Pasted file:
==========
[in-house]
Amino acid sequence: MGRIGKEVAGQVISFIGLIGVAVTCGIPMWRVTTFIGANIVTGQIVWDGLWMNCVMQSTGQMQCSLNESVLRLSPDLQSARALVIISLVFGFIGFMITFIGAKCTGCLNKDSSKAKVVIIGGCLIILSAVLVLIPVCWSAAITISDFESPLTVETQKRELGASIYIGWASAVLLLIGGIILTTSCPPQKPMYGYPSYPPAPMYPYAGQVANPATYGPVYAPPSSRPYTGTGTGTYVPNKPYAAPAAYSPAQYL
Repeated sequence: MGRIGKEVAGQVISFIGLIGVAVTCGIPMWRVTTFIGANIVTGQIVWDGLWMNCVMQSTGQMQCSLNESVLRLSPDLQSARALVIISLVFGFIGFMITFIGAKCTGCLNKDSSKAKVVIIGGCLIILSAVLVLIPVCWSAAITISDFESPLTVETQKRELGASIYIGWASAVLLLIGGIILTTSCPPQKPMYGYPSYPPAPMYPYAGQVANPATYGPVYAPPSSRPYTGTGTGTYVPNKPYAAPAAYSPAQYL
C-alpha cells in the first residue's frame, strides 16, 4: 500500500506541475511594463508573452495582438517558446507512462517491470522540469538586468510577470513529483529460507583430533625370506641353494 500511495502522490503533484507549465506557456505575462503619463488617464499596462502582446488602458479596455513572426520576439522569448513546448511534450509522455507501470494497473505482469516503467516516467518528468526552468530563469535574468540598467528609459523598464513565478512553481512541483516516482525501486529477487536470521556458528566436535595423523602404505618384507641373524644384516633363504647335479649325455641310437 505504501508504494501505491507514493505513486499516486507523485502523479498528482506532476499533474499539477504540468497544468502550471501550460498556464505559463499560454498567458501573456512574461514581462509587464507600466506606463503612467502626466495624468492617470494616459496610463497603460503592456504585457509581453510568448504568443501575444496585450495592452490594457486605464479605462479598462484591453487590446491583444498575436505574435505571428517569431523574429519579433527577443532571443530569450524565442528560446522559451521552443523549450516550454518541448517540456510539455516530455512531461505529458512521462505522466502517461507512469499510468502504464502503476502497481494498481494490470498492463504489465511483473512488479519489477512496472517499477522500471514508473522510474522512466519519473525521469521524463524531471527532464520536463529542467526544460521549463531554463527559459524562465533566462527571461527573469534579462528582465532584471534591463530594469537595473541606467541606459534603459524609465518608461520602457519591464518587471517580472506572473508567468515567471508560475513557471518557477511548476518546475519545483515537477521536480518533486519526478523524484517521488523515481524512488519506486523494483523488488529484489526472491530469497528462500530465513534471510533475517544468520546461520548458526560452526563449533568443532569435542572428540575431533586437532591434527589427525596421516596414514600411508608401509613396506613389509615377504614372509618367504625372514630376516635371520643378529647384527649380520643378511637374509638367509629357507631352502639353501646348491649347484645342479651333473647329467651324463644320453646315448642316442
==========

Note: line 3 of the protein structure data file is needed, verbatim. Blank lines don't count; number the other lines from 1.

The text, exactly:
Repeated sequence: MGRIGKEVAGQVISFIGLIGVAVTCGIPMWRVTTFIGANIVTGQIVWDGLWMNCVMQSTGQMQCSLNESVLRLSPDLQSARALVIISLVFGFIGFMITFIGAKCTGCLNKDSSKAKVVIIGGCLIILSAVLVLIPVCWSAAITISDFESPLTVETQKRELGASIYIGWASAVLLLIGGIILTTSCPPQKPMYGYPSYPPAPMYPYAGQVANPATYGPVYAPPSSRPYTGTGTGTYVPNKPYAAPAAYSPAQYL